The most serious defoliator of Acacia mearnsii is the wattle bagworm (Chaliopsis junodi). The caterpillars of these moths have a peculiar biology in that they live inside a bag made from silk and material from its plant host. Pupation takes place inside the bag. The male moth emerges from the bag, but the adult female remains grub-like and does not emerge from the bag. Other defoliating caterpillars include the brown lappet moth (Pachypasa capensis; infests Acacia, Eucalyptus, Pinus), the pine looper (Cleora herbuloti; infests Eucalyptus, Pinus), and the wattle semi-looper (Achaea lienardi; infests Acacia) (Web 1974).


There are both native and introduced beetles that defoliate forest trees in South Africa. The native beetles, similar to the defoliating caterpillars, often feed on many native and introduced host plants, and infestations can be very sporadic. The introduced beetles will often have a more limited host range, particularly one genus of host plant, and infestations by these beetles are more regular. The later is partly due to the absence of natural enemies to control populations of the pest.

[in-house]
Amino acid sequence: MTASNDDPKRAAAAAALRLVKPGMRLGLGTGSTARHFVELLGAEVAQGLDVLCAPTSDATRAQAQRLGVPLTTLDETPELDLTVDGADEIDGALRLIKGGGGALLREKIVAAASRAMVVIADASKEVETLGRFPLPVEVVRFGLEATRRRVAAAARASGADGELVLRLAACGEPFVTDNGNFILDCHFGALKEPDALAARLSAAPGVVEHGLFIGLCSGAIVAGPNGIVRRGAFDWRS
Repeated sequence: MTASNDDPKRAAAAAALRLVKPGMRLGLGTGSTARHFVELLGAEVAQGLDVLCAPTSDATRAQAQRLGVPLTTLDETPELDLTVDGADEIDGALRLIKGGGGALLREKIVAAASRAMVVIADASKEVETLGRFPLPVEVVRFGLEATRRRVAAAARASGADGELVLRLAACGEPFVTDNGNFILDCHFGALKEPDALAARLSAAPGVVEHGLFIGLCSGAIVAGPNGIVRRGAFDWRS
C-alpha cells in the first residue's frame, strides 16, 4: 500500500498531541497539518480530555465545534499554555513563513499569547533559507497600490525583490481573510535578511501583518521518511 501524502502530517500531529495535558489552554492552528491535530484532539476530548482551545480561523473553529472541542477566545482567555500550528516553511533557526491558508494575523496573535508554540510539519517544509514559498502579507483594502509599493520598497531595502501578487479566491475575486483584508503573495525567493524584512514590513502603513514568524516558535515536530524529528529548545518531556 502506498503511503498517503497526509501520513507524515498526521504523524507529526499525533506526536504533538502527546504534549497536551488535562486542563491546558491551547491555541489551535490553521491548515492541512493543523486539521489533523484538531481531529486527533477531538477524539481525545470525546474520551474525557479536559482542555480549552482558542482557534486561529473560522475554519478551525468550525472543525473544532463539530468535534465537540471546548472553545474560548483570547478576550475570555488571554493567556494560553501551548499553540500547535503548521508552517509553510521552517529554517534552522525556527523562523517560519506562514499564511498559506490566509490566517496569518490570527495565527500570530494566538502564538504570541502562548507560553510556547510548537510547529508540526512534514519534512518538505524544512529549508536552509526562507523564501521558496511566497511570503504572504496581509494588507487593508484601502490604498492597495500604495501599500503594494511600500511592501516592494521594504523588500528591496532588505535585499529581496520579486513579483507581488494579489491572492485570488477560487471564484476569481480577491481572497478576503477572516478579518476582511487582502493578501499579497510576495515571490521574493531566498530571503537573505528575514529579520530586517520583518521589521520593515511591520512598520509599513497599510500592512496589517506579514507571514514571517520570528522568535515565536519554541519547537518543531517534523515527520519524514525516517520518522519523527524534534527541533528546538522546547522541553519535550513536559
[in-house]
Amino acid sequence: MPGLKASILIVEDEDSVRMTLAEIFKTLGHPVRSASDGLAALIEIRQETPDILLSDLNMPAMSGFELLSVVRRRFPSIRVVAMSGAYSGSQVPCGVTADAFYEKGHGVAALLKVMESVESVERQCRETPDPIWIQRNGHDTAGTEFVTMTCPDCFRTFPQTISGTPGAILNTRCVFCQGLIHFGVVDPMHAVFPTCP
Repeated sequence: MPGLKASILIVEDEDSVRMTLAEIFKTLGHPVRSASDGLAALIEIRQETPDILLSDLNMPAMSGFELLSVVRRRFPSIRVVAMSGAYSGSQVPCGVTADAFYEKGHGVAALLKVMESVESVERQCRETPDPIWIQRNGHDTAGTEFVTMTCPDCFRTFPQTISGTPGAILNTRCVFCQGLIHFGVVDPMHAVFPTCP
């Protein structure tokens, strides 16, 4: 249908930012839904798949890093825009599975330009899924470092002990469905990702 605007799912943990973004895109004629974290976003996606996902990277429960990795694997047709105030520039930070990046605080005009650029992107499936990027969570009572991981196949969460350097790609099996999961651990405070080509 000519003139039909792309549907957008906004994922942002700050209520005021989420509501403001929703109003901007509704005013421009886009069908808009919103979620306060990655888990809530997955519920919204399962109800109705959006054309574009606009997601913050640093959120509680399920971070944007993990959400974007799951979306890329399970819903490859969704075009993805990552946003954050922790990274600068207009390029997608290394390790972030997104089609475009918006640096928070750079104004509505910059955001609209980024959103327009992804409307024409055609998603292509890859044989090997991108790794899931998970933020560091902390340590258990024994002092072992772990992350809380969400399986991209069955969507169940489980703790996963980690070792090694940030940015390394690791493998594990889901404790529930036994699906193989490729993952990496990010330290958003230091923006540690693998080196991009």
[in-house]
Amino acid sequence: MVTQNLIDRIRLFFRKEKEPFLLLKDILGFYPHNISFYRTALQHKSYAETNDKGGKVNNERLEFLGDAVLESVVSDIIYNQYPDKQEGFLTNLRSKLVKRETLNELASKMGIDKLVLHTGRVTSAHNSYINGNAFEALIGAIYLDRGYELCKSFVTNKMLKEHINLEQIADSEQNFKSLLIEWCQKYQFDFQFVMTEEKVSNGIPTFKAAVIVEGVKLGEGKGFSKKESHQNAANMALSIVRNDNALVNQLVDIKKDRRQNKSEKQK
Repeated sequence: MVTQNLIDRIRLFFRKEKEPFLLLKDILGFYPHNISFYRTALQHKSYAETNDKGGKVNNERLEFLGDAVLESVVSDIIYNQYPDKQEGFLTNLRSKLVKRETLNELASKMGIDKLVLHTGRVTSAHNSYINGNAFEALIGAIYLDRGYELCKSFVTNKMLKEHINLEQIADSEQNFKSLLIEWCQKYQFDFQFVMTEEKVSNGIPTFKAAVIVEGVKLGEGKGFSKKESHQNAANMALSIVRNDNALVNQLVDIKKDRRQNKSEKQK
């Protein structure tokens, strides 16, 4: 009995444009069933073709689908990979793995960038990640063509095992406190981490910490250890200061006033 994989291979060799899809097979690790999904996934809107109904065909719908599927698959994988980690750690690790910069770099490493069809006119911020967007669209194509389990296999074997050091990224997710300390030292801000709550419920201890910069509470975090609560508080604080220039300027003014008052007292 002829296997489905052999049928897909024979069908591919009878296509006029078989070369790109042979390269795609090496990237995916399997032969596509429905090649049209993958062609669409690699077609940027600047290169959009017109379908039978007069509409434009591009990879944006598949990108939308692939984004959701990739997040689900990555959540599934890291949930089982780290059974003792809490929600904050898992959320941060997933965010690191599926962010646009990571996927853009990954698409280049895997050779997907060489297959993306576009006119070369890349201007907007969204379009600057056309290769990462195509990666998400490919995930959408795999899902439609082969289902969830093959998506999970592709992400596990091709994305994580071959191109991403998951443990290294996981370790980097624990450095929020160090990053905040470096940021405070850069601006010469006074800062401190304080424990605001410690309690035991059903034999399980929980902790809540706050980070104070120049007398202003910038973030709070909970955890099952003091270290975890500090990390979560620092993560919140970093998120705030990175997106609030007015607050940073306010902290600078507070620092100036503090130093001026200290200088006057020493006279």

The most serious defoliating pest on Eucalyptus, is the Eucalyptus weevil (Gonipterus scutellatus). This insect was accidentally introduced from Australia and first detected in South Africa in 1916. Both the larval and adult stage feed on the leaves of Eucalyptus trees. The yellowish green larvae feed on the epidermis of leaves when they first emerge, but later instars and the adults feed on the entire leaf. Adults, with a characteristic 'X' on their back, can also feed on the shoots. High infestations can result in stunted growth and even death of young trees. Eggs are laid on the leaves in rows and covered with excrement to form a hard capsule. In the past, heavy infestations of this insect have been predominantly in high altitude areas, but recently the distribution of this insect has increased and damaging infestations have also occurred in low altitude areas (Tooke 1955). The Eucalyptus tortoise beetle (Trachymela tincticollis) is another defoliating beetle that has been accidentally introduced into South Africa (also from Australia). A biological control agent was introduced soon after this insect was detected in the Cape, and the pest has not yet been detected in the main Eucalyptus growing areas of the country (Tribe 2000).